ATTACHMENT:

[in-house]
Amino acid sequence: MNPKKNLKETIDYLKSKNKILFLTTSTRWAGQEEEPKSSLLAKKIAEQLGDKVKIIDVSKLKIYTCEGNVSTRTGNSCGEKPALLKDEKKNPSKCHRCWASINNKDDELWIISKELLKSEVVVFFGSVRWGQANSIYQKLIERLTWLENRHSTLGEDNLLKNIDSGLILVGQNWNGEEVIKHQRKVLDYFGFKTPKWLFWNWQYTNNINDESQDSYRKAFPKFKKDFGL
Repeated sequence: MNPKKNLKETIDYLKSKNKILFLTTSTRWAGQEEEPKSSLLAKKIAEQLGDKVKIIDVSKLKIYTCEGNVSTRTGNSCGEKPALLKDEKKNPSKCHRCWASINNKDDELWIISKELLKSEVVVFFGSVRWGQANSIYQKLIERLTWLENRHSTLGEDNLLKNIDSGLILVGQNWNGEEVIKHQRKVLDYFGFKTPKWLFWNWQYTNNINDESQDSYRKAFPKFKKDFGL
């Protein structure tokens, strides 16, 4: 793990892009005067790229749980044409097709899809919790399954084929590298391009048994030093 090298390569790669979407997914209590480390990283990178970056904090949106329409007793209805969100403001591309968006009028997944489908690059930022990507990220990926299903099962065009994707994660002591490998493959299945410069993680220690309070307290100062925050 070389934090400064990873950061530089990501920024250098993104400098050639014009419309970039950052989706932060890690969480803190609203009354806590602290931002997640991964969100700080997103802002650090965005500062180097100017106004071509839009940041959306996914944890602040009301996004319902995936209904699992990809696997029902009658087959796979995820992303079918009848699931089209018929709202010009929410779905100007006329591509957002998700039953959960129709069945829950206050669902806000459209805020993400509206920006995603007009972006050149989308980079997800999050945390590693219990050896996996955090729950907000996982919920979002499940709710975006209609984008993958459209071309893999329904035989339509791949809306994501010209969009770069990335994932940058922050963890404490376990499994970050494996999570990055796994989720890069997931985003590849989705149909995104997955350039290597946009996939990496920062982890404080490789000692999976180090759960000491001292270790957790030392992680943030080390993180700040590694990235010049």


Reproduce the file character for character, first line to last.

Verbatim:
[in-house]
Amino acid sequence: MNPKKNLKETIDYLKSKNKILFLTTSTRWAGQEEEPKSSLLAKKIAEQLGDKVKIIDVSKLKIYTCEGNVSTRTGNSCGEKPALLKDEKKNPSKCHRCWASINNKDDELWIISKELLKSEVVVFFGSVRWGQANSIYQKLIERLTWLENRHSTLGEDNLLKNIDSGLILVGQNWNGEEVIKHQRKVLDYFGFKTPKWLFWNWQYTNNINDESQDSYRKAFPKFKKDFGL
Repeated sequence: MNPKKNLKETIDYLKSKNKILFLTTSTRWAGQEEEPKSSLLAKKIAEQLGDKVKIIDVSKLKIYTCEGNVSTRTGNSCGEKPALLKDEKKNPSKCHRCWASINNKDDELWIISKELLKSEVVVFFGSVRWGQANSIYQKLIERLTWLENRHSTLGEDNLLKNIDSGLILVGQNWNGEEVIKHQRKVLDYFGFKTPKWLFWNWQYTNNINDESQDSYRKAFPKFKKDFGL
């Protein structure tokens, strides 16, 4: 793990892009005067790229749980044409097709899809919790399954084929590298391009048994030093 090298390569790669979407997914209590480390990283990178970056904090949106329409007793209805969100403001591309968006009028997944489908690059930022990507990220990926299903099962065009994707994660002591490998493959299945410069993680220690309070307290100062925050 070389934090400064990873950061530089990501920024250098993104400098050639014009419309970039950052989706932060890690969480803190609203009354806590602290931002997640991964969100700080997103802002650090965005500062180097100017106004071509839009940041959306996914944890602040009301996004319902995936209904699992990809696997029902009658087959796979995820992303079918009848699931089209018929709202010009929410779905100007006329591509957002998700039953959960129709069945829950206050669902806000459209805020993400509206920006995603007009972006050149989308980079997800999050945390590693219990050896996996955090729950907000996982919920979002499940709710975006209609984008993958459209071309893999329904035989339509791949809306994501010209969009770069990335994932940058922050963890404490376990499994970050494996999570990055796994989720890069997931985003590849989705149909995104997955350039290597946009996939990496920062982890404080490789000692999976180090759960000491001292270790957790030392992680943030080390993180700040590694990235010049």